S-Type / S type R Supercharged V8 ( X200 ) 1999 - 2008 2001 - 2009
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Condenser Fan

 
  #21  
Old 07-06-2019, 09:31 AM
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Originally Posted by Earnest View Post
I'm not sure how to interpret the results, especially my amps on No. 4 are so different than Karl's test on his 2002 S-type. so I'll defer to him for an for explanation.
Scratching my head here. I'm not seeing a problem at all. Your four readings track very closely to what I had.

The first test was the compressor and DCCV off, and read 0.0 amps as expected.

Next was energizing the compressor clutch only, and that measured around 3.4 amps for both of us.

Next was energizing the DCCV only (both sides), and that measured 1.4 amps.

Last was energizing the DCCV and the compressor at the same time, and we both saw 4.8 amps. Also note how the amp draw from steps 2 and 3 added together equal #4.

So I'm not seeing any problems. Did I miss something?

Please note the limitations of these tests. These can not confirm all of these components are 100% good. For example, the DCCV could be internally clogged and the amp draw would be unchanged. The friction surface of the compressor clutch could be totally worn away or glazed over, and the amp draw would still be the same All we're doing is making sure nothing is considered glaringly bad at this point.

Still waiting for the results of the paint mark test...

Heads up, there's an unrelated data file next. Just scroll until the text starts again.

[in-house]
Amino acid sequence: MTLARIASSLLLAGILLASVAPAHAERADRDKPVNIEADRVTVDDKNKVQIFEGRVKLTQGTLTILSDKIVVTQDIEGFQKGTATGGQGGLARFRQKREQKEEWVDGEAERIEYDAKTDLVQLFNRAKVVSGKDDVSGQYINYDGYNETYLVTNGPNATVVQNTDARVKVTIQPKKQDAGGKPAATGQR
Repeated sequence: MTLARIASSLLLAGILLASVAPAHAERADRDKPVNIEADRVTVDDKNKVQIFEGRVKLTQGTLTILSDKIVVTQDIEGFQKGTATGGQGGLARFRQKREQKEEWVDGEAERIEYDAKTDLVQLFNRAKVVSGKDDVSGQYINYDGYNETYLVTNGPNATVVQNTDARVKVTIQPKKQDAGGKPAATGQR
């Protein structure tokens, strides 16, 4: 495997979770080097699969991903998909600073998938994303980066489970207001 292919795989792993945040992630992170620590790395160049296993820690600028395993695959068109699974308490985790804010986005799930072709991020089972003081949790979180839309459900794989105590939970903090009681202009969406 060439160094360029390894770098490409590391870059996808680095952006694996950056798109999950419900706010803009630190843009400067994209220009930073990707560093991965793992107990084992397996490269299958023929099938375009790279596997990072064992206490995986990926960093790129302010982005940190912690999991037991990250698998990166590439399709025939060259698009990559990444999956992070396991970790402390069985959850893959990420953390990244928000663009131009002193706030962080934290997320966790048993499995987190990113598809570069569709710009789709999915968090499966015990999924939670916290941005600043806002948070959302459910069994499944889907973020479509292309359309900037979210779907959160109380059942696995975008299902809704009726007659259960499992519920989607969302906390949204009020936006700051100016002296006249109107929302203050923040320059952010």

Anybody else got any ideas?
 
  #22  
Old 07-06-2019, 11:48 AM
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Hello abonano

Just thought I would post a quick update on your suggestion for finding out a more exact temperature instead of relying on the dash temperature gauge.

I have acquired an obd2 code reader and it has the live data function. So with the engine at operating temperature, the code reader recorded 204 degrees, which is within your suggestion of being under 210 degrees.

I was hoping the code reader would give some insight into my cooling issues, but no luck. But it did quickly give three "manufacturers specific codes" and referred me to the Jaguar manual. I have not been able to decipher the codes any further. I think I needed a more expensive code reader.

If anyone has any ideas, or further information, the codes are:

P1013, U1035, B1035, and C1035

I don't know if the codes have anything to do with the climate control system, but the code reader's red caution light came on, with lots of beeping.

In the meantime, Forward March with my cooling issues.

 
  #23  
Old 07-06-2019, 01:52 PM
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Hello Karl,

What I noticed between your numbers for the Compressor Clutch, AC and the DCCV all on together and my test is the number of digits in the results and the presence of a zero in my number. Maybe I'm overthinking the results, which is entirely likely, but your results were:

Compressor on, DCCV on: Panel set to LO, AC switch ON 4.8 amps, 35 mv

And my number was 04.82.

But all my other results were three digits after the decimal, such as 3.443 and 1.485.

So I took the presence of a "0" as being half of a value, or half of 1.82. Do you recall having a zero in the results on your ammeter display?

But I do value your opinion on this and move on to the other test of the compressor clutch mark and I'm also curious as to how much voltage is at the DCCV when commanded to be closed. Will tackle getting the wiring harness off the valve next.

Thanks for your help.
 
  #24  
Old 07-07-2019, 12:44 AM
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Originally Posted by Earnest View Post
Compressor on, DCCV on: Panel set to LO, AC switch ON 4.8 amps

And my number was 04.82.

But all my other results were three digits after the decimal, such as 3.443 and 1.485.
Please let me know how to get in touch with your 5th grade math teacher. She will want to have words with you. 4.8 and 04.82 are virtually the same thing, a difference of only 2/100ths of an amp. Put another way, that's less than half of one percent difference.